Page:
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President Obama travels to Austin, Texas, tomorrow, hoping to focus attention on his economic agenda. He'll visit a technology high school and a company that makes the machines that make silicon chips. The White House says the trip is part of the president's Middle Class Jobs and Opportunity Tour. NPR's Mara Liasson reports it's an effort by the president to get back to the issues that Americans care about most.
MARA LIASSON, BYLINE: It's been a difficult spring for President Obama. He couldn't get Congress to work with him to stop the sequester or enact wider background checks for gun sales. And last week, he was stuck doing what no second-term president likes to do: defending himself against being labeled a lame duck.
JONATHAN KARL: Do you still have the juice to get the rest of your agenda through this Congress?
PRESIDENT BARACK OBAMA: My, if you put it that way, Jonathan...
OBAMA: ...maybe I should just pack up and go home. Golly.
LIASSON: Things are pretty dysfunctional on Capitol Hill, the president added by way of explanation. And he's right, but the result is the president's job approval ratings are down and approval of the federal government as a whole is at its lowest level ever. Bill Galston, who worked for President Clinton in his second term, says that's because there's a huge disconnect between Washington and the rest of the country.
BILL GALSTON: Washington seems to be obsessed with issues such as guns, immigration, Syria and Benghazi. My guess is that the American people looking at Washington - if they can bear to - are asking themselves why aren't the people we sent to Washington to deal with our problems talking about what we really care about?
LIASSON: Some of this is beyond any president's control says Chris Lehane, another veteran of the second Clinton term.
CHRIS LEHANE: The reality of being president is that every single day there are dozens and dozens of issues that pop up that you have to deal with.
LIASSON: Like Syria and Newtown. But Bill Galston says this White House also bears responsibility for taking its eye off the ball and barely talking about the economy since Mr. Obama's inauguration and State of the Union.
GALSTON: Because he hasn't been talking about it consistently, the American people are not hearing him and they don't think he's focused on their problems. I don't think it's a problem that can be fixed with one event on the road. It has to be a consistent advocacy of a program to accelerate economic growth and job generation and household incomes because if you're not delivering a message consistently and repeatedly over time, it is impossible to break through the clutter. It's hard even when you are consistent and persistent. But if you're not, then there's no chance.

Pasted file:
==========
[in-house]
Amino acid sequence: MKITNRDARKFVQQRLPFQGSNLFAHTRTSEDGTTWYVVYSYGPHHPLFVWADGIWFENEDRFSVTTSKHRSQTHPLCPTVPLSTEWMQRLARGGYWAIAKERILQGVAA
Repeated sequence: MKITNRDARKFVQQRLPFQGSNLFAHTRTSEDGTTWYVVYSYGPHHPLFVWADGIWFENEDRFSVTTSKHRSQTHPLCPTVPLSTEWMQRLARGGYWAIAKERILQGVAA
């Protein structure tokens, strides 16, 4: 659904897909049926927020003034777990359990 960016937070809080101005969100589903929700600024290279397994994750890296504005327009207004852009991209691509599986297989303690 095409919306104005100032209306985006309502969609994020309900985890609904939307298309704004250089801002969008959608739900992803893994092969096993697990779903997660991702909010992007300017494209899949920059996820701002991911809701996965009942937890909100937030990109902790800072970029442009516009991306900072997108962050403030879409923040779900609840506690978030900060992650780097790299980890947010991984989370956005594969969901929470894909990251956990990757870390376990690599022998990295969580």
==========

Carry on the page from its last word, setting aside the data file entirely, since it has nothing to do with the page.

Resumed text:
LIASSON: So tomorrow in Texas, the president will try highlighting his proposals on job training, infrastructure and a higher minimum wage. He won't get much of that agenda passed, of course, unless he makes a budget deal with Congress. But John Podesta, who was Bill Clinton's second term chief of staff, says there are other things Mr. Obama can do by himself: issuing executive orders or encouraging private sector initiatives.
JOHN PODESTA: The notion of being Velcroed to extremely unpopular institution, the Congress in general, is something that he's just got to break away from and make progress where he can. The execution of government does make a difference. It sounds incremental, but in the end of the day, putting those points on the board will make a difference in terms of what the growth rate is, what the unemployment rate is.
LIASSON: And accelerating the recovery is important because while the stock market booms, danger signs abound. A recent Pew poll showed that for the first time in five years, the percentage of people saying the economy is getting worse is greater than the percentage saying it was getting better. Bill Galston.
GALSTON: Household incomes are still more than 5 percent below where they were when the recovery allegedly began. So from the standpoint of the American people, there hasn't been much of a recovery. That's not good for the president.
LIASSON: Particularly, says Chris Lehane, a second-term president racing against the clock.
LEHANE: A second-term presidency is like the equivalent - political equivalent of being Benjamin Button, like time works backwards. You effectively have a year and a half to really do anything on the domestic side before you get into midterms.
LIASSON: And that's not very much time to get immigration done, revisit gun control and forge some kind of fiscal deal with the Republicans on Capitol Hill. Mara Liasson, NPR News, the White House.
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